Wednesday, November 30, 2011

Art That Was Bad For Your Heart

When you get to be my age, you learn to love the unusual.

But I can't tell a lie--when I was a kid, Frank Robbins' art freaked me out!!

This come to mind because on Monday, I reprinted a few panels from an old Invaders story, and there were a couple of commenters who were surprised by the goofy angles and obtuse anatomy drawn therein.

Which made me realize that a lot of people out there today don't know Frank Robbins' work...which is a damn shame, and which I am to correct.

First a few more panels from that Invaders story:




It's like nothing you've seen before or since--it's insane!!

Now let's be clear--I'm most certainly not dissing on Robbins at all. The man was a great artist, a prodigy. He was winning art scholarships before he was 10. He's had his paintings featured in museum showings. He did tons of promotional and advertising work. He was working in comic books back in the Golden Age, and his syndicated newspaper adventure strip, Johnny Hazard, ran for 33 years.

So when I say his 1970s Marvel work was terrifically insane, I mean that with the highest regard and respect.

Click on this link for a look at some of his 1970s DC work--trust me, if you haven't seen it before, his Batman will freak you out, too.

Robbins started doing mostly Marvel work in the late 1970s, and is best known for his Invaders and Captain America and Human Fly work.

His work was pretty controversial among fans at the time. Fandom wasn't as organized back then, and there was no internet to ruin everything good about comics. But based on my anecdotal experiences, Robbins' was sort of the Rob Liefeld of his day, at least in the strength of the reactions (often polar opposite reactions) among readers. Love him or loathe him, and there was no in-between.

How to describe his work? I'm pretty illiterate when it comes to artistic talk...let's just say that, in my limited art vocabulary, he work always struck me as sort of a hybridization of Kirby and Colan, only with both hopped up on speed.

Every character in his books, in every panel, was constantly in tension, ready to explode, practically vibrating with an energy that leapt off the page and made your heart race like you'd just washed down 20 Pixie Stix with a couple of cans of Jolt. Check out some panels form What If #4 (1977):


Special fun: The original Human Torch fries Hitler:

Even the Watcher, just sitting there narrating, looks like he's ready to jump off the page and go 5 rounds with you:

His characters were human speed lines, always moving, even when just sitting still. Check out some Nomad action:




It's a style that is unlike anything that was going on in super-hero comics at the time, far cartoonier, far less concerned with formal anatomy--in many ways the antithesis of the modern "photorealistic" approach taken by many pencillers today.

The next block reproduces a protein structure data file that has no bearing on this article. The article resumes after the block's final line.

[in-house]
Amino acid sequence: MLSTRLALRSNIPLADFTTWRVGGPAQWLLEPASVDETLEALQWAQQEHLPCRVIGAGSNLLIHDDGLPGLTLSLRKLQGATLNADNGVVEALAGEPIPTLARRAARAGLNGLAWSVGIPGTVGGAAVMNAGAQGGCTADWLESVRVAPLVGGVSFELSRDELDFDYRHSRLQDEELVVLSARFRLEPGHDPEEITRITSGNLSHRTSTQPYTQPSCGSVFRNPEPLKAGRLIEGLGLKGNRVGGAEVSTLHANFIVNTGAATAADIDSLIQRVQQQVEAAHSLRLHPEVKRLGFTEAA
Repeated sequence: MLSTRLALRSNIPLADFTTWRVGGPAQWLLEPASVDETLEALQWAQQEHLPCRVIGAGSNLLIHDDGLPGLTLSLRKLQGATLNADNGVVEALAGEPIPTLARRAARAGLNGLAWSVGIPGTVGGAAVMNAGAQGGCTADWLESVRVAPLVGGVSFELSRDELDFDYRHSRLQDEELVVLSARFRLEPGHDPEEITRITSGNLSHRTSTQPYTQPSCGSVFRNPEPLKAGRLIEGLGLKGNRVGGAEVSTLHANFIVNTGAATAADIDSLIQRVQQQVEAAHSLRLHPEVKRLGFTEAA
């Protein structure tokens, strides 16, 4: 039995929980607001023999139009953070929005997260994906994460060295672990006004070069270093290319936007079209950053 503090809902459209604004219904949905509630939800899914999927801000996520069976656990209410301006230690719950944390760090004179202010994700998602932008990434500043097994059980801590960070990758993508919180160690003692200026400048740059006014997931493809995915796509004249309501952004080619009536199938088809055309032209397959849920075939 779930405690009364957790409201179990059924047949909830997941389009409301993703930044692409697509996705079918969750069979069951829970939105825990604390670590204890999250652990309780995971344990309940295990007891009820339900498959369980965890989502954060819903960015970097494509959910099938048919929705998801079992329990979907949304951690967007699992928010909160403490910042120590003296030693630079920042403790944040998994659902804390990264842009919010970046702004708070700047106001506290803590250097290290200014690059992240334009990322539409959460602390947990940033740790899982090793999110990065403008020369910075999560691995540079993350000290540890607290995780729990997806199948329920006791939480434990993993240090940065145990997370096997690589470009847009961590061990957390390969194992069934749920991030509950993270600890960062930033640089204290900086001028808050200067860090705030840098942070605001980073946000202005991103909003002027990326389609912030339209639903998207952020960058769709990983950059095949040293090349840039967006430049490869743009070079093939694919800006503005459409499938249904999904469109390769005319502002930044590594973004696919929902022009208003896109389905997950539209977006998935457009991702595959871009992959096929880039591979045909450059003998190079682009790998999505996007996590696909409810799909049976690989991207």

But it's not that Robbins' didn't know or couldn't draw "normal" anatomy--look at his newspaper work. This was a choice, a style he wanted for the super-human action of super-hero books. Robbins' wasn't concerned with how "accurate" his style was; he was more concerned with the energy and emotion it conveyed, and in boosting the adrenaline with action ACTION ACTION.

Not to say that cartooniness meant no accurate anatomy--as far as I know, Frank Robbins was the only one to depict Captain America's package on page:

(Plus, just look at the way everyone on that splash is vibrating, even when standing still. Even comatose Falcon looks like he's going to jump up and smack someone!)

Plus, Robbins could give you a Cap ass-shot that would make Hal Jordan jealous:

Seriously--when you were an 11 year old kid in 1975, reading a Frank Robbins drawn book was like mainlining 8 or 10 Red Bulls--after the comics was done you were jittery and excited and disturbed and you weren't sure why.

So look up some 1975 Captain America (where all the Cap and Nomad panels are from) or almost any issue of the 1970s Invaders or those absolutely nutty Detective Comics Batman stories (which Robbins wrote, as well as drew). Just make sure you cut down on your daily caffeine intake first...

5 comments:

googum said...

Robbins took a while to grow on me, too. But, he did some Morbius stuff that's pretty balls-out. Still, we can look back on Robbins now and say that was all right; I have to wonder if history will be as kind to Liefeld.

(I personally don't mind Rob, but he strikes me as someone who gets so excited for what he's doing next, he's not focused on right now.)

vancouver mark said...

I especially liked the handful of Power Man issues he did with Don McGregor, probably my favorite Luke Cage stories ever.

seefish3 said...

I remember Robbins doing Morbius in Fear. Weird stuff. Was never quite sure whether I liked it, but it definitely stood out !

Captain Blog said...

Robbins (oddly enough, the name of the town where I lived at the time) art wasn't appreciated by me until I understood more about actual design as opposed to 'drawing'.
Leifeld's name should not be included in any discussion of Robbins as he knows only how to 'draw' and not design.

Siskoid said...

I've always disliked his work, found it ugly, but you've turned me around. I think your Kirby-Colan comparison is a strong one. His bodies are distorted and energetic like Kirby's, but his faces are anxious and disturbing like Colan's.

Good job!